Thursday, January 22, 2015

Religion, the fabric of Roman culture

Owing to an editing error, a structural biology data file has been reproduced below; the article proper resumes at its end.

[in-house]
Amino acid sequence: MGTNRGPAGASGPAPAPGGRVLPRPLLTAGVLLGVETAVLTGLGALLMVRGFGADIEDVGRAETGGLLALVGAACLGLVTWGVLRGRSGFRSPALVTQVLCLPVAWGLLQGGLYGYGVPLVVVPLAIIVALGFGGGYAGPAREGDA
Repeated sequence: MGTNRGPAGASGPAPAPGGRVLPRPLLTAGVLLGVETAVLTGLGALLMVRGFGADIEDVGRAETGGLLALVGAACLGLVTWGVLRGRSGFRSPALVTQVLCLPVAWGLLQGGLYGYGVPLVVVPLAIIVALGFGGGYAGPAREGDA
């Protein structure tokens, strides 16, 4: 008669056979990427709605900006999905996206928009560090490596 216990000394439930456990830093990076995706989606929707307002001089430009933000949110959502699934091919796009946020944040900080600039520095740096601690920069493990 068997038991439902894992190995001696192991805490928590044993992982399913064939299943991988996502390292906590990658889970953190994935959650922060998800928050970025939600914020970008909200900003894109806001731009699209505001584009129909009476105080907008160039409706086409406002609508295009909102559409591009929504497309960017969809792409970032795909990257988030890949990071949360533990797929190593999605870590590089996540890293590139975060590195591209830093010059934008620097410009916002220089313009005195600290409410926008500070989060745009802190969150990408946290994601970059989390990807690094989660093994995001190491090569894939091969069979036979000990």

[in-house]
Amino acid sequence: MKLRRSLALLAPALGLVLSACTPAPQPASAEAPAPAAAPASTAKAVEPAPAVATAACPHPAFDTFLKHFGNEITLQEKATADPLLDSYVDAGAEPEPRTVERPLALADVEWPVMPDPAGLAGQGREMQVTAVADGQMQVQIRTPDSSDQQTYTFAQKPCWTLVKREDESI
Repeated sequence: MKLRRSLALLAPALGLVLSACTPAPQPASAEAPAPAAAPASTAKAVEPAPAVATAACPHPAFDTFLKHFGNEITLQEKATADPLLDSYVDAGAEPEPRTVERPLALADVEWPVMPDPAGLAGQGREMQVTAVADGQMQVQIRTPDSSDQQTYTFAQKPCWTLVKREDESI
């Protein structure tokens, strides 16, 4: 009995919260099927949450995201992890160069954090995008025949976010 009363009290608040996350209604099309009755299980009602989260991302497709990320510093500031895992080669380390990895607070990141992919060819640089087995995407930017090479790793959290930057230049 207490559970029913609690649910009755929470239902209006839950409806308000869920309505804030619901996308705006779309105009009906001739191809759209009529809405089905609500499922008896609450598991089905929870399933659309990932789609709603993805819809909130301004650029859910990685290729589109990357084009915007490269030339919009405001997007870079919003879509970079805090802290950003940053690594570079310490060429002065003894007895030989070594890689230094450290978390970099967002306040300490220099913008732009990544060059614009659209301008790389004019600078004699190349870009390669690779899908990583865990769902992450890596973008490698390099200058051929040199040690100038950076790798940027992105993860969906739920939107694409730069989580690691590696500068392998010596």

Because “religion” in antiquity was not a category separable from the rest of life—as modern usage generally implies—this difference in the perception of divine identity amounts to vastly more than a mere difference in a discrete sphere of faith and ritual (that corresponds, e.g., to the subject matter of a particular academic discipline). As both classic and more recent studies have shown, to take ancient religion seriously in its various dimensions is to see that it “ran through all [of life’s] phases.” [Nock, Conversion, 272] Ancient religion, that is to say, is a pattern of practices and beliefs inextricably interwoven with the fabric of ancient culture. Religion is not, however, just part of this fabric, ultimately passive and controlled by other more basic influences such as politics and economics, for example. Rather, religion is also constitutive of culture; it helps to construct the cultural fabric itself. Religion is, therefore, in the last resort “indistinguishable from culture.” [Young, Biblical Exegesis, 50]—World Upside Down, pages 50-51

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